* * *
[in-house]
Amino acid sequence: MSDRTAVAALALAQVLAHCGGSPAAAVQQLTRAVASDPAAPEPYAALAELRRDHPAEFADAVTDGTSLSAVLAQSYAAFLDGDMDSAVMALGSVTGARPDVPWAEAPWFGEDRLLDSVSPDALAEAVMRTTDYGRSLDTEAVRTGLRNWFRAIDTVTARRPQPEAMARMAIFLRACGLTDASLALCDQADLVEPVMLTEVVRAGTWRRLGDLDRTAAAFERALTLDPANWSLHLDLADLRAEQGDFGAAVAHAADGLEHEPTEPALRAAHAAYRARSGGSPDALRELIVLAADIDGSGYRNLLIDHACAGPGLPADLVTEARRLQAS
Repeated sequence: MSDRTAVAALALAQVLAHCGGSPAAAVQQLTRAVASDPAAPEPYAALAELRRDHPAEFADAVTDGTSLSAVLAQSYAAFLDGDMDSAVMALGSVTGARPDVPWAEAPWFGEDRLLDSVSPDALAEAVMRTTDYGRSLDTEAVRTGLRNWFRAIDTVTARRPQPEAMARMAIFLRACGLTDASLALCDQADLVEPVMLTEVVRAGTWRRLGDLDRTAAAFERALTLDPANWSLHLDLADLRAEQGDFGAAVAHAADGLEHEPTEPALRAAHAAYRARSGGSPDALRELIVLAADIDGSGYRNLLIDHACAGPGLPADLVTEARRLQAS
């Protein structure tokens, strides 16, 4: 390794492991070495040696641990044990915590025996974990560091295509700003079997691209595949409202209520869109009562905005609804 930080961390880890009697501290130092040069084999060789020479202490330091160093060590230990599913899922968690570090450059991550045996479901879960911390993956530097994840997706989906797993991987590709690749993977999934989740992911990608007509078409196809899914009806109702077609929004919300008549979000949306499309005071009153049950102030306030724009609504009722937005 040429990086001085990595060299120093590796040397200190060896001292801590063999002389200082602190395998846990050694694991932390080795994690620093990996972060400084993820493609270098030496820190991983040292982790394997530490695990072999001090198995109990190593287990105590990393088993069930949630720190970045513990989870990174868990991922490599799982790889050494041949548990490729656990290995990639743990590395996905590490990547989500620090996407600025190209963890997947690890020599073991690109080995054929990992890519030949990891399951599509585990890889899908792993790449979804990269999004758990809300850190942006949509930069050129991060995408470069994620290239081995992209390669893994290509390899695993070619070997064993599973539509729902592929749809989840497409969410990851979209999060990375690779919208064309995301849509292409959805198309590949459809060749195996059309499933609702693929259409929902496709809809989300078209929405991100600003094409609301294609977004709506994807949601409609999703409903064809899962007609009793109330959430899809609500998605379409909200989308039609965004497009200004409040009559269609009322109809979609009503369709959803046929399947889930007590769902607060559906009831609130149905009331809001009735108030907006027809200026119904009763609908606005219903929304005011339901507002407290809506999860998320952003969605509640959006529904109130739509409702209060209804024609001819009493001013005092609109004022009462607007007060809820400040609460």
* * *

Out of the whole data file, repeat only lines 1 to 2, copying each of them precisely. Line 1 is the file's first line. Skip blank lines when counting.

[in-house]
Amino acid sequence: MSDRTAVAALALAQVLAHCGGSPAAAVQQLTRAVASDPAAPEPYAALAELRRDHPAEFADAVTDGTSLSAVLAQSYAAFLDGDMDSAVMALGSVTGARPDVPWAEAPWFGEDRLLDSVSPDALAEAVMRTTDYGRSLDTEAVRTGLRNWFRAIDTVTARRPQPEAMARMAIFLRACGLTDASLALCDQADLVEPVMLTEVVRAGTWRRLGDLDRTAAAFERALTLDPANWSLHLDLADLRAEQGDFGAAVAHAADGLEHEPTEPALRAAHAAYRARSGGSPDALRELIVLAADIDGSGYRNLLIDHACAGPGLPADLVTEARRLQAS